4. A process for depositing a coating of aluminum from aluminum vapor on a surface of a steel base, said surface having been treated to remove adsorbed gases and oxidation products therefrom, and for bonding said coating to said steel base, which comprises heating said steel base to a temperature in the range 550 C.1100 C., and then exposing the heated steel base to aluminum vapor in a vacuum, whereby an aluminum coating will be deposited upon such base and bonded thereto by interdiffusion between said aluminum coating and said base.

5. A process for depositing a coating of aluminum from aluminum vapor on a surface of a steel base, said surface having been treated to remove adsorbed gases and oxidation products therefrom, and for bonding said coating to said steel base, which comprises heating said steel base to a temperature in the range 550 C.-1l00 C., and then exposing the heated steel base to aluminum vapor in vacuum, said steel base during such exposure being permitted to fall to a temperature not higher than 440 C.

6. A process for depositing a coating of copper from copper vapor on a surface of a steel base, said surface having been treated to remove adsorbed gases and oxidation products therefrom, and for bonding said copper coating to said steel base, which comprises heating said steel base to a temperature in the range 800 C.1100 C., and then exposing the heated steel base to copper vapor in vacuum, whereby a copper coating will be deposited upon said base and bonded thereto by interdifiusion between said copper coating and said base.

7. A process for depositing a coating of copper from copper vapor on a surface of a steel base, said surface having been treated to remove adsorbed gases and oxidation products therefrom, and for bonding said coating to said steel base, which comprises heating said steel base to a temperature in the range 800 C.-l' C., and then exposing the heated steel base to copper vapor in vacuum, said steel base during such exposure being permitted to fall to a temperature not higher than 440 C.

8. A process for depositing a coating of aluminum from aluminum vapor on a surface of a copper base, said surface having been treated to remove adsorbed gases and oxidation products therefrom, and for bonding said aluminum coating to said copper base, which comprises heating said copper base to a temperature in the range 550 C.-950 C., then exposing the heated copper base to aluminum vapor in vacuum, whereby an aluminum coating will be deposited upon such copper base and bonded .thereto by interdifiusion between said coating and said base.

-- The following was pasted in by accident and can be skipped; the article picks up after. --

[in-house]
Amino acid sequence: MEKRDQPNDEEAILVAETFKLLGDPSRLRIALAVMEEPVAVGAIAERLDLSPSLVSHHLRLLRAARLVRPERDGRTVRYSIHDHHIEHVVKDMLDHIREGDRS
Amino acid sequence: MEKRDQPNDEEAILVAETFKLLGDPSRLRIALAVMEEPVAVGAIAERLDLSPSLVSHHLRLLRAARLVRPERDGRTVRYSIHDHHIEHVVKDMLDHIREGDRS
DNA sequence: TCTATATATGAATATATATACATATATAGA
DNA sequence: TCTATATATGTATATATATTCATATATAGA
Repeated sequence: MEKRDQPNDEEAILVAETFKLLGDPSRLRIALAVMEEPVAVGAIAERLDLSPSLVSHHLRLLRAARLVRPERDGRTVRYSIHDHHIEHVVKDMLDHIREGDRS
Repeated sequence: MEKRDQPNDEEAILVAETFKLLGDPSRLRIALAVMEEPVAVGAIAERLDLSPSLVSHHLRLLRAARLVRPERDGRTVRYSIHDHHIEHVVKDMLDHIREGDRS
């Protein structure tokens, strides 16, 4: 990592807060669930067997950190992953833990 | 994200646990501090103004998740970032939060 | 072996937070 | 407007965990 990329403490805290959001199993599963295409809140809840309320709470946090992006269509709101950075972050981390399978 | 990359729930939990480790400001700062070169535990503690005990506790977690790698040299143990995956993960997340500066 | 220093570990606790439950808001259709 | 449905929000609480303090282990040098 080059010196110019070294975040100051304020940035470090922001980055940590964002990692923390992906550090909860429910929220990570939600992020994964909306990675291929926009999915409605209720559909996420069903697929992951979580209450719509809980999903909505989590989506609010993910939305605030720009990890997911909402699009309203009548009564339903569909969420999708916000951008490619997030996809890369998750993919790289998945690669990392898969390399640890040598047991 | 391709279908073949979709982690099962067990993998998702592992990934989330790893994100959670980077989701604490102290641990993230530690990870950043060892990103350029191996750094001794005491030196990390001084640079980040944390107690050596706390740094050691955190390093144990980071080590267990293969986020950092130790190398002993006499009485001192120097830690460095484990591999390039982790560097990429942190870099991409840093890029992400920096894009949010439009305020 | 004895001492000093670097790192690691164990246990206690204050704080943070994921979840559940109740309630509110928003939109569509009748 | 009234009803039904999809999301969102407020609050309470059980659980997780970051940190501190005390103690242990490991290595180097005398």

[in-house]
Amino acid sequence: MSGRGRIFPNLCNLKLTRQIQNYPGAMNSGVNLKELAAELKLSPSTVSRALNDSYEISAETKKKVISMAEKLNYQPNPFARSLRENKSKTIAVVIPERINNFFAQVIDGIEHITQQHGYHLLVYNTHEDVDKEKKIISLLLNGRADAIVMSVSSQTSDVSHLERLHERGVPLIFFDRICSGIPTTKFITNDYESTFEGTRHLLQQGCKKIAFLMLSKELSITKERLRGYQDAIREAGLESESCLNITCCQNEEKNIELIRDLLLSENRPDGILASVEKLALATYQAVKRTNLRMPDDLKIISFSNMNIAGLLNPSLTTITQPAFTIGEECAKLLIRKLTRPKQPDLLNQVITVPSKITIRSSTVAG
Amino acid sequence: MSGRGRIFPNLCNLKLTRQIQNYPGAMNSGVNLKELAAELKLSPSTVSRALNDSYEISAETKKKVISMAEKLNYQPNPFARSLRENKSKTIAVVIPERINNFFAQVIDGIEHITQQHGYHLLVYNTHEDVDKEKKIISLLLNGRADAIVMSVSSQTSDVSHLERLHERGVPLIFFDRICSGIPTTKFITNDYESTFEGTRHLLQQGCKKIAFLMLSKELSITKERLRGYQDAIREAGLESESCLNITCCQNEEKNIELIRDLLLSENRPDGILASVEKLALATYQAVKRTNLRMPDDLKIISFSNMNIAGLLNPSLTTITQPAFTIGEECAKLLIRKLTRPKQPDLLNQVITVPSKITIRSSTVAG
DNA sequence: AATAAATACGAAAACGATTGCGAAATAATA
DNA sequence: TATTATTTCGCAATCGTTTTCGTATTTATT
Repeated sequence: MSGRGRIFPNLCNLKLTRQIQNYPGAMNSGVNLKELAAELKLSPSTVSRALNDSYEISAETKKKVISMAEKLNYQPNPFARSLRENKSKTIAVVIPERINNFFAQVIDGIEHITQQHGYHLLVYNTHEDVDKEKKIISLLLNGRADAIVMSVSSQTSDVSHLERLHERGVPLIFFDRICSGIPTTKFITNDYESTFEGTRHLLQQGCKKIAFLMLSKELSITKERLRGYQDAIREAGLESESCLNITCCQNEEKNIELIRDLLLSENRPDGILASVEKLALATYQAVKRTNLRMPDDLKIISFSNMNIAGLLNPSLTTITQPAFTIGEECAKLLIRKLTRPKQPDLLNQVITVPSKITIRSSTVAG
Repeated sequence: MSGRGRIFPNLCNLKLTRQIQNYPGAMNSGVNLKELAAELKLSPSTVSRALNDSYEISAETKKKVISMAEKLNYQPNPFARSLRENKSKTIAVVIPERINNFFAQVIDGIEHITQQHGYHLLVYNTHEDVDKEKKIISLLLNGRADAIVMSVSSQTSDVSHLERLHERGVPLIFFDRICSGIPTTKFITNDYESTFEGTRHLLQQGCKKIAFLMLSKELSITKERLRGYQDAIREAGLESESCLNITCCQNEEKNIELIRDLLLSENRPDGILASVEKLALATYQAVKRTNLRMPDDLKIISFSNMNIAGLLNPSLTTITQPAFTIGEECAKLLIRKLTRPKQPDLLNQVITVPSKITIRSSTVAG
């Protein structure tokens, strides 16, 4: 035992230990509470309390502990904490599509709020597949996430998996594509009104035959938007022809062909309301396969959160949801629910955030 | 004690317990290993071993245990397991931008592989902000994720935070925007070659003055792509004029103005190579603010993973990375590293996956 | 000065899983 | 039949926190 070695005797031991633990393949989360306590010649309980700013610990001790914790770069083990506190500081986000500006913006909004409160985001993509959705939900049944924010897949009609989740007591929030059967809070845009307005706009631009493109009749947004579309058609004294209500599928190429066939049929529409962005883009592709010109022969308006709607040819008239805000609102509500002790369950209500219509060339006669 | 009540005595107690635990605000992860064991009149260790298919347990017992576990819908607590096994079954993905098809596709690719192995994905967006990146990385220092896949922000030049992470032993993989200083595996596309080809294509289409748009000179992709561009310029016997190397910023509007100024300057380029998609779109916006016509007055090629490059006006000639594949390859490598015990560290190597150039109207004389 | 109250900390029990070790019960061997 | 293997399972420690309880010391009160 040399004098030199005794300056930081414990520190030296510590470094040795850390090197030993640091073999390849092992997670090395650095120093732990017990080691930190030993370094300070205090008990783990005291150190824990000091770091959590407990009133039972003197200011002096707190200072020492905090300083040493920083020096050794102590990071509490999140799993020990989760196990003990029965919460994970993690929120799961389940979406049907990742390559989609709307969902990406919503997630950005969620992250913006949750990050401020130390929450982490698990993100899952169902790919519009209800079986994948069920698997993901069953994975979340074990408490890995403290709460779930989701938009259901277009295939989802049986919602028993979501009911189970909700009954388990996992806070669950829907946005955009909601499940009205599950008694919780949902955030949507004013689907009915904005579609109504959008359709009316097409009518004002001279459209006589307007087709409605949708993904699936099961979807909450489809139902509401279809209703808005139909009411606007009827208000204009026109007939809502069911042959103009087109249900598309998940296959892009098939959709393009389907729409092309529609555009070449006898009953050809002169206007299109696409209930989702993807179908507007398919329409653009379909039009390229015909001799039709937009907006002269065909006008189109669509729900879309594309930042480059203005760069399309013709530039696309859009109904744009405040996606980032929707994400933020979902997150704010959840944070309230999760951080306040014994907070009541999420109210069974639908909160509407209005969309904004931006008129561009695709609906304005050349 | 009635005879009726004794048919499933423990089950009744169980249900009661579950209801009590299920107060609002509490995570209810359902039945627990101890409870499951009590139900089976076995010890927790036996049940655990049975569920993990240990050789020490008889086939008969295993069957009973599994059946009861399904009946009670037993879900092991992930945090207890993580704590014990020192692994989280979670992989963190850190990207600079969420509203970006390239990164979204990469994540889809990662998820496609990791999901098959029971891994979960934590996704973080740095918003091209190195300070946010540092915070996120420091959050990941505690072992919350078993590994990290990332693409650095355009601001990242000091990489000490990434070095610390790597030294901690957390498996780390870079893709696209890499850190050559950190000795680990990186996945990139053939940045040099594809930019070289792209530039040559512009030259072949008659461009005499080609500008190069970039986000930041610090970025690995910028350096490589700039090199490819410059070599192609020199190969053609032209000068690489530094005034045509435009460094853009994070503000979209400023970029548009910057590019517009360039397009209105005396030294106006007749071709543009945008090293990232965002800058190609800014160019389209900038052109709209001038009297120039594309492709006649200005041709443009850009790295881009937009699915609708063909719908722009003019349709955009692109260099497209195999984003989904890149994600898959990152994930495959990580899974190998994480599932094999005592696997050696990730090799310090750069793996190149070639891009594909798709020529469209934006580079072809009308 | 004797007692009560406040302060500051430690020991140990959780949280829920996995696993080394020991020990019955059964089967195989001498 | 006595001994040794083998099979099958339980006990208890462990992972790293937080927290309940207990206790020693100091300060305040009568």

9. A process for depositing a coating af aluminum from aluminum vapor on a surface of a copper base, said surface having been treated to remove adsorbed gases and oxidation products therefrom, and for bonding said aluminum coating to said copper base, which comprises heating Surface having been; treated to remove adsorbed gases and oxidation products therefrom, andfor bonding said metal coating to said metal base, which comprises heating said metal base, and then exposing the heated metal base to the vapor of said metal coating in vacuum for deposition of said coating on said surface, said metal base during at least a portion of such exposure being at a temperature sufiiciently high that said coating and said base will appreciably interdiifuse, the surface of the deposited coating after such deposition being at a temperature below that hereinbefore mentioned, and finally reheating the surface of said deposited coating to a temperature substantially equal to the melting point of said metal coatmg.

11. A process for depositing a coating of aluminum from aluminum vapor on a surface of a steel base, said surface having been treated to remove adsorbed gases and oxidation products therefrom, and for bonding said coating to said base, which comprises heating said steel base,

and then exposing the heated steel base to aluminum having been treated to remove adsorbed gases and oxidation products therefrom, and for bonding said coating to said base, which comprises heating said steel base and then exposingthe heated steel base to the copper vapor in vacuum for deposition of copper on said steel base, said steel baseduring at least a portion of such exposure bei'ngat a temperature in the range 800 C.1l00 C., the surface of said copper coating after such deposition being at a temperature below 800 C., and finally reheating the surface of said copper coating to a temperature substantially equal to 1050 C.

13. A process for depositing a coating of aluminum from aluminum vapor on a surface of a copper base, said surface having been treated to remove adsorbed gases and oxidation products therefrom, and for bonding said coating to said base, which comprises heating said copper base, and then exposing the heated copper base to the aluminum vapor invacuum for deposition of aluminum on said copper base, said copper base during at least a portion of such exposure being at a temperature in the range 550 C.-950 C., the surface of said aluminum coating after such deposition being at a temperature below 550 C., and finally reheating the surface of said aluminum coating to a temperature substantially in the range 650 C.-670 C.